Corn fields as far as the eye can see

Day 13: Ivrea to Santhià — 34.8 km (21.6 miles)

I have to give it to Morgan and Roberto. They didn’t snore at all. Our whole night long in the hostel next to the river I heard nothing but the sound of the water. When I awoke at 6:30, I was delighted to have slept the night through. Probably my best night’s sleep on this pilgrim walk.

By 7:00 I was up and out the door, reveling in the early start. Since today is 15 August, the national holiday that kicks off summer break, the streets were eerily quiet and every cafe was closed. This was a bad sign since I’d be relying on open cafes for food all day long.

Again I opted for the bicycle route and had a good payoff. At Piverone I stopped to enjoy a shaded bench and Charles appeared from the same direction I’d just come. He had left 15 minutes earlier, but I’d arrived in Piverone 15 minutes before him, thanks to the bike track.

Charles and I then walked the rest of the day together, first along the gentle hillsides overlooking Lago Viverone, then down in the cornfields before Santhià. I enjoyed watching Charles sweet talk two donkeys, who heehawed loudly for him as he called out, then came to the fence to share their hellos.

By 2:00, Charles and I were both feeling the effects of the heat. He was guessing the temperatures were in the 35c range (95f), and the sun seemed to draw out all the energy from each of us. The long itinerary for today kept us in the cornfields until about 4:00, when we finally arrived at the hostel in this little farm town.

Hiking Notes: I kept to the alternate itinerary today, not the bike path but the variant that sticks to the lower elevations. It worked out well. The hostel in Santhià is a nice refuge. This was a good day.

Our Ivrea hostel was the building on the river at the far left.

Piverone. I think.

Charles charms the donkey.

Corn.

Church at the heart of Santhià.

The last mountain

Day 12: Pont-Saint-Martin to Ivrea — 23.9 km (14.9 miles)

All of my pilgrim friends agree, at least those gathered here at the Ostello Canoa Club in Ivrea, that today was an oddly tough day of walking. At only 23.9 km compared to yesterday’s 35 plus there’s no real reason to complain. Except for the heat, of course. And the crazy serpentine path that undulated unnecessarily beside the flat valley floor. Or maybe we were all simply grieving the appearance of the Last Mountain.

This morning I awoke at 4:00 and checked my phone to see if there were any important messages. I was stunned to see that once again my cell data had been turned off by TIM. Worrying that Theresa or Luke (who’s been sick in Prague) were trying to reach me, I headed out to last night’s restaurant where I’d written my blog post using its reliable wifi. I’m sure drivers must’ve thought it odd that someone was sitting on a curb at 4:00 a.m. outside a restaurant reading his email. No messages from either Luke or Theresa, thank heavens. So I headed back to the hotel for some more sleep, knowing the cell situation would again require a store visit and again guarantee me a late start.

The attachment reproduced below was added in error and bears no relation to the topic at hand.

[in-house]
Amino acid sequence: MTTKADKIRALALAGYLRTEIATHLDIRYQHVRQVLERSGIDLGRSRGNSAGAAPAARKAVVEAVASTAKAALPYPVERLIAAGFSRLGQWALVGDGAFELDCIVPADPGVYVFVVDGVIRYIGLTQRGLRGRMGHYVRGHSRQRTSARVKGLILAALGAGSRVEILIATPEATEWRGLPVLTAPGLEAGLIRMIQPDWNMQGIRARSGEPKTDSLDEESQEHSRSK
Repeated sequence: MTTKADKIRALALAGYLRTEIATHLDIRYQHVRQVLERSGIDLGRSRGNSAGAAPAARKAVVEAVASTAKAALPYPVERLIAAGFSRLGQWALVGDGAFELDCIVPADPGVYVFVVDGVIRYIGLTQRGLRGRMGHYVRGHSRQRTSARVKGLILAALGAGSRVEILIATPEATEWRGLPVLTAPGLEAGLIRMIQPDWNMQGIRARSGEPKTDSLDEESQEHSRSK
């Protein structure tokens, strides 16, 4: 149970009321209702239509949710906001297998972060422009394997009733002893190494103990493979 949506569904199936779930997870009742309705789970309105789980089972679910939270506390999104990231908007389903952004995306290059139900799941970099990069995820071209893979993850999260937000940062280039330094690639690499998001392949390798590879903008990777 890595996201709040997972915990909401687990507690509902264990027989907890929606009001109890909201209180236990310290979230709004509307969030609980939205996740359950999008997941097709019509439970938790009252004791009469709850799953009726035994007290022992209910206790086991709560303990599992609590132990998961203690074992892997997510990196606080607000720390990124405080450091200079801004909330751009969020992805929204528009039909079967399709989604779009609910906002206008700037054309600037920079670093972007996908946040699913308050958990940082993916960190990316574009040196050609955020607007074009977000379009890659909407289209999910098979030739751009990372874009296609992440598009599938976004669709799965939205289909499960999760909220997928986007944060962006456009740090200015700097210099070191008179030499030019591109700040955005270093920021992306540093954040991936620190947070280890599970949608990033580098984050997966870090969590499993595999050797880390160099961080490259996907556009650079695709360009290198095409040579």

By 9:15 I’d had a couple more hours of sleep, had breakfast at the hotel and had walked the 1.5 km back into the center of town to find a tobacco store where I could add another €20 to my phone account. Finally I was ready to head to Ivrea, the day’s goal.

Then I saw it. The Last Mountain.

Understand, for the last eight days the trail has been in the mountains. Every day has included countless vistas of sheer cliffs and jagged peaks. The terrain was rugged, of course, but the elevation brought with it the cool breezes of the tall hills. After the mountains the terrain opens out into the enormous Po River Valley, which offers only flat land, hot days, and famously monotonous miles of rice paddies built to grow the main ingredient for the Italians’ beloved risotto. The last mountain signals the end of the Alps and the beginning of the drudgery. And heat.

So the Last Mountain was not a welcome sight. And somehow it took all day to get past it.

Looking at the map, it was clear that a single highway shot directly from Hotel Point A to Ivrea Hostel Point B. To shorten the day, I set out on the narrow highway, which I soon learned was sadly bereft of sidewalks. So I pointed myself to the official Via Francigena trail, which cut needlessly up and pointlessly down the hillsides of the ever-widening valley. Every step seemed hard fought.

However, I did stop and marvel at a rock climbing center. I did see a small flock of rare, black mountain goats (please don’t tell me they’re normal goats). And I did get the good news from Luke that his fever broke and he’s feeling better in Prague. But I also did walk the crazy serpentine path over the hill across from the Last Mountain as though the route planners wanted to give one last bit of vertical punishment to pilgrims who will not see another mountain for ten days.

When I landed in Ivrea I noted the turreted castle — kinda cool in a fairytale sort of way. I did notice the charming center city, quiet for a few hours during the riposo. And I did notice the fascinating kayak course just outside the window of the riverside hostel.

As it happens, the hostel came fully equipped with pilgrim friends Charles, Morgan and Roberto. Plus, the shared, unisex bathroom reminded me of real pilgrim life. There are ten pilgrims here from all over Europe and North America. Let the snoring begin.

Hiking Notes: I should’ve opted for the bike trail today. I’m sure it would have made more sense. Tonight’s hostel is lovely, and I’m enjoying pilgrim culture in many languages with accompaniment of the roar of the river out the window.

L’il Hotel Carla, my room being the top left.

Extremely rare black mountain goats. You saw them here first.

Town.

Anticipating the Last Hill, across from the Last Mountain.

Ivrea castle.

View of Ivrea from the hostel, across the Dora Balthea River.

Kayakers doing their thang.